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Jimmy Carter

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NEWS
By Cal Thomas | May 13, 1998
VIRGINIA BEACH, Va. -- Former presidential candidate and Christian Coalition founder Pat Robertson has an interesting theory about the next presidential election."
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ENTERTAINMENT
By David Zurawik and The Baltimore Sun | July 15, 2014
I can't believe how much talk about the Texas border crisis I've heard on cable news the last two weeks without any mention of the Mariel boatlift of 1980. This is textbook for what I mean about TV news -- from the network and cable level on down -- being hopelessly short on context and any sense of even recent American history. No wonder we are such an addled nation that thinks everything that comes along is the biggest, newest, baddest or best thing ever. No wonder we are such an easily confused and jangled bunch.
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NEWS
September 27, 2005
A COUPLE OF WHOPPER STORMS, some really bad poll ratings and growing panic at the gasoline pumps can prompt a president to some pretty odd behavior. Who would've thunk we'd ever see George W. Bush, former oilman and darling of the industry, reprising Jimmy Carter's national appeal for fuel conservation? Yet there was our conserver-in-chief at the Energy Department yesterday, talking about curbing nonessential travel and peak-hour electricity use, while encouraging carpooling and (gasp!
NEWS
December 13, 2013
If there has been an administration in the history of this country with a more muddled, incompetent, directionless foreign policy than that of the current administration, I am not aware of it. President Barack Obama makes Jimmy Carter look like Winston Churchill. Syria, Afghanistan, Iran, Egypt, Libya, North Korea, Mali, you name it. Unmitigated disasters again and again and again. Thomas F. McDonough, Towson - To respond to this letter, send an email to talkback@baltimoresun.com . Please include your name and contact information.
NEWS
By Mona Charen | September 9, 2002
WASHINGTON -- Jimmy Carter has come out sniveling. Writing in The Washington Post, he airs his disgust with the current administration's handling of international affairs -- starting with its supposed "abandonment" of interest in human rights and extending to its support for Israel. Mr. Carter, as you may not recall since he cast quite a small shadow as president, made "human rights" the foundation of his foreign policy. No longer would we judge nations by whether they were on our side or with the communists.
NEWS
By Jules Witcover | October 24, 2013
In some important ways, the last month or so has seen some impressive advances for President Barack Obama. Under ordinary circumstances, his success so far at staring down Syrian dictator Bashar Assad over chemical weapons and then his rebuff of the House Republicans' demand to defund his health-care insurance law would be recognized as political triumphs. Instead, the president finds himself on the defensive because of the botched rollout of "Obamacare. " Ironically, the earliest indications that enrollment for the insurance was not going smoothly were overshadowed by the dismal and reckless effort of the law's bitter foes to kill it. The tea party-driven decision to hold the executive branch hostage by balking at passing a budget and raising the federal debt limit was a classic case of stepping on one's own most advantageous story - the technological failure of the Obamacare rollout.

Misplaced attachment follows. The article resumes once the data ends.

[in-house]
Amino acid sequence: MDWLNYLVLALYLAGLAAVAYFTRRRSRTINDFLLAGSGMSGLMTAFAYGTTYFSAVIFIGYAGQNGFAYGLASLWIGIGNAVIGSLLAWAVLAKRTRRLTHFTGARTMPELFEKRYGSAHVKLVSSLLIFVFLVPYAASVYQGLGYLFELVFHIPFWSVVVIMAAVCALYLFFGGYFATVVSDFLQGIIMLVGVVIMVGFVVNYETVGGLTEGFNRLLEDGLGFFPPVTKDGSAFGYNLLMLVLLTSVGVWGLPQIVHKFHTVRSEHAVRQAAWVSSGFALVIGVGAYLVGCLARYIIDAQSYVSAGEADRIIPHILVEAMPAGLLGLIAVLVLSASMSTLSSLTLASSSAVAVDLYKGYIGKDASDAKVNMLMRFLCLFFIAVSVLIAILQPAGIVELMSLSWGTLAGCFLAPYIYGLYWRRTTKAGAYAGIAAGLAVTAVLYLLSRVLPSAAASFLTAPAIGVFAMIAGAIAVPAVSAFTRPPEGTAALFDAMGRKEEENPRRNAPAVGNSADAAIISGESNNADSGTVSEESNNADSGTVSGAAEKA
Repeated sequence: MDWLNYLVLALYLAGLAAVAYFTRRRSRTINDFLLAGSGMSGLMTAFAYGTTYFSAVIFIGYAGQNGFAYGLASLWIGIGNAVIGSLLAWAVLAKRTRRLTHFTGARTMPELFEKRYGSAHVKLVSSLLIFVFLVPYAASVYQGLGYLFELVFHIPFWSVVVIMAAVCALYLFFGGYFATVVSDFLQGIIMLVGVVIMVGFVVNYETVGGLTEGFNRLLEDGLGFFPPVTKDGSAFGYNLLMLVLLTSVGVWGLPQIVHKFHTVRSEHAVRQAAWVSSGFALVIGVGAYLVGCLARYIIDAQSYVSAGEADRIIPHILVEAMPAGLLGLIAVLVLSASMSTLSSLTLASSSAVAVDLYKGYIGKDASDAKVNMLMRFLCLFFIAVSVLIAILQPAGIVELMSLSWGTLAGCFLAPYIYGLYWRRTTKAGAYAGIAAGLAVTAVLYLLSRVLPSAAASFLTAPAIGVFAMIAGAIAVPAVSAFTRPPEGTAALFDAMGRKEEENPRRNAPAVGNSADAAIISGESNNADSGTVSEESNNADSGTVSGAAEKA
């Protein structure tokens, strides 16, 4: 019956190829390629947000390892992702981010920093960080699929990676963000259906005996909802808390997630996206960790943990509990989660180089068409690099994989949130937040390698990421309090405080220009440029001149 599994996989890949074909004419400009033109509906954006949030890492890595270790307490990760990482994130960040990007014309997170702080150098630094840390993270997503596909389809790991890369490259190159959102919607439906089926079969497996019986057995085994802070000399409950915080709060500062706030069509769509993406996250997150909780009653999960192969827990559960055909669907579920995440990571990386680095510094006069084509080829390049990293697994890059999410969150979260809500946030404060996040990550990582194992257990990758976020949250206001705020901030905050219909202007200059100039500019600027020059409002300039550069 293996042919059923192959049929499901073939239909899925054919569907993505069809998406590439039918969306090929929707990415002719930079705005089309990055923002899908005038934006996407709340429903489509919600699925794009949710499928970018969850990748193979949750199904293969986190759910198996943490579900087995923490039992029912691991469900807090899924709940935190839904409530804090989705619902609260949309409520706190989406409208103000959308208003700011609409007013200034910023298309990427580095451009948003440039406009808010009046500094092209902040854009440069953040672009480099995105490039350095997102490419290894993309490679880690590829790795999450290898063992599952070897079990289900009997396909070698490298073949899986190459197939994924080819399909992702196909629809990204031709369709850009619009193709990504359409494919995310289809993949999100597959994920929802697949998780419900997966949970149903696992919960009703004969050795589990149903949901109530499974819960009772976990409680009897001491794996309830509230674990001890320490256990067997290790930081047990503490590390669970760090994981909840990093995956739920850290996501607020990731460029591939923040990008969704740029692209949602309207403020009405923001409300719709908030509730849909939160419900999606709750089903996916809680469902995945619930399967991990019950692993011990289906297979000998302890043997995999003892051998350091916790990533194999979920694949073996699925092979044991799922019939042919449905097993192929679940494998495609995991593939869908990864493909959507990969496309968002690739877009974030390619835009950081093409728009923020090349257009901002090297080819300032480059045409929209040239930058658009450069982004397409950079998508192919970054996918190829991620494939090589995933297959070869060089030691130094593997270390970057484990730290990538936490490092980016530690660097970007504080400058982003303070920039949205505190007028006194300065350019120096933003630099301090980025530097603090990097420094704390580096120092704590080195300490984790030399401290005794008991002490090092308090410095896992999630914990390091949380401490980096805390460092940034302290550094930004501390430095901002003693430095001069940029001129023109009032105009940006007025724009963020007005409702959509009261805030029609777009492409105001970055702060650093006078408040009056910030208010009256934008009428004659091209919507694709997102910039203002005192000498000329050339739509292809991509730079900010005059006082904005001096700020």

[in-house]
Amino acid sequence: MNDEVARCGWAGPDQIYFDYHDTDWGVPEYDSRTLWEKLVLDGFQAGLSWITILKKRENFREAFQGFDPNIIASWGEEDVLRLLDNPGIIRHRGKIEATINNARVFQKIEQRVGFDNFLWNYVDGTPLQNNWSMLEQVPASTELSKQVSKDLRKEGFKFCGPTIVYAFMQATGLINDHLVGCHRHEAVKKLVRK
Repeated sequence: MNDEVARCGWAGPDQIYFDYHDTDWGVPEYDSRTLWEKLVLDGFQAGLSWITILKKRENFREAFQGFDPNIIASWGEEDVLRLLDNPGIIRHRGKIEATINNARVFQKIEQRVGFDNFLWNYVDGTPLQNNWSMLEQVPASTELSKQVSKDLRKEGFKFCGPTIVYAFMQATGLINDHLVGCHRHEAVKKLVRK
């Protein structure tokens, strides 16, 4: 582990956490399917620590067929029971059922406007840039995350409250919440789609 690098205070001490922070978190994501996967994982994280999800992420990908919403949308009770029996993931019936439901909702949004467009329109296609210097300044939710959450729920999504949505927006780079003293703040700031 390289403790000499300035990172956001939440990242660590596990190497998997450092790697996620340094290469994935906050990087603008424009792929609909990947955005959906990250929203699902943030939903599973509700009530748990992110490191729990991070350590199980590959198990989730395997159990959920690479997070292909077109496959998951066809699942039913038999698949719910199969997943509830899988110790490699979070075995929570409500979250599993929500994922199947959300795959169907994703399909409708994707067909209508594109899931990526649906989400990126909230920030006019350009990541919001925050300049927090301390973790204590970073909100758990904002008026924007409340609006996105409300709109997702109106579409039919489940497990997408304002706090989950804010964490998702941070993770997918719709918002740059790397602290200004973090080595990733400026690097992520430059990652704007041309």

NEWS
By Tom Teepen | September 6, 1998
I CAN THINK of few prospects less appealing than being treated to a recitation of Dan Burton's sleepovers. Yet that intelligence seems imminent. Word is widely about that this avidly unsought information will soon surface in Vanity Fair magazine, and if not there then in other, as-yet unnamed publications.There is suddenly a run on the sex life of the Republican chairman of the House's Government Reform and Oversight Committee, which has been investigating Democratic political fund-raising.
NEWS
By New York Times News Service | September 21, 1994
ATLANTA -- Even now that he is helping make U.S. foreign policy, even now that he is stopping war on the wing, Jimmy Carter still gets that jilted feeling from the Clinton administration.And the worst of it is, he signals that he is being treated shabbily by someone he brought into the State Department, Warren Christopher, a man he once called "the finest public servant I ever have known.""Rosalynn and I have discussed this a lot, it means a lot to us," he said yesterday, sitting in his office at the Carter Center ."
ENTERTAINMENT
By Ray Jenkins and By Ray Jenkins,Special to the Sun | December 31, 2000
"An Hour Before Daylight: Memories of my Rural Boyhood," by Jimmy Carter. Simon & Shuster. 356 pages. $26. Twenty-four years ago, Jimmy Carter arose from the obscurity of a one-term governor of Georgia to become the 39th president of the United States, and the nation seemed a bit taken aback at what it had done. After all, for more than a century the South had loomed in the collective imagination as an exotic place, defined chiefly by its novels -- from the syrupy sentimentality of Margaret Mitchell, to the ribald satire of Erskine Caldwell, to the brooding mysticism of William Faulkner.
BUSINESS
By Liz F. Kay, The Baltimore Sun | October 6, 2010
Tymeerah Butts wasn't alive while Jimmy Carter lived in the White House. But the 26-year-old Dundalk woman can tell visitors to her future home that a former president framed out a front window. About 300 volunteers, including Carter, renovated houses in Baltimore and Annapolis Tuesday as part of a weeklong project with Habitat for Humanity, the home-building organization that owes its visibility to Carter, who became heavily involved in its operations after his presidency ended. Carter and his wife, Rosalynn, are travelling to Maryland; Washington; Birmingham, Ala.; and Minneapolis and St. Paul, Minn., to work on 86 homes, a number that commemorates his 86th birthday, which he celebrated Friday.
NEWS
By Jules Witcover | October 24, 2013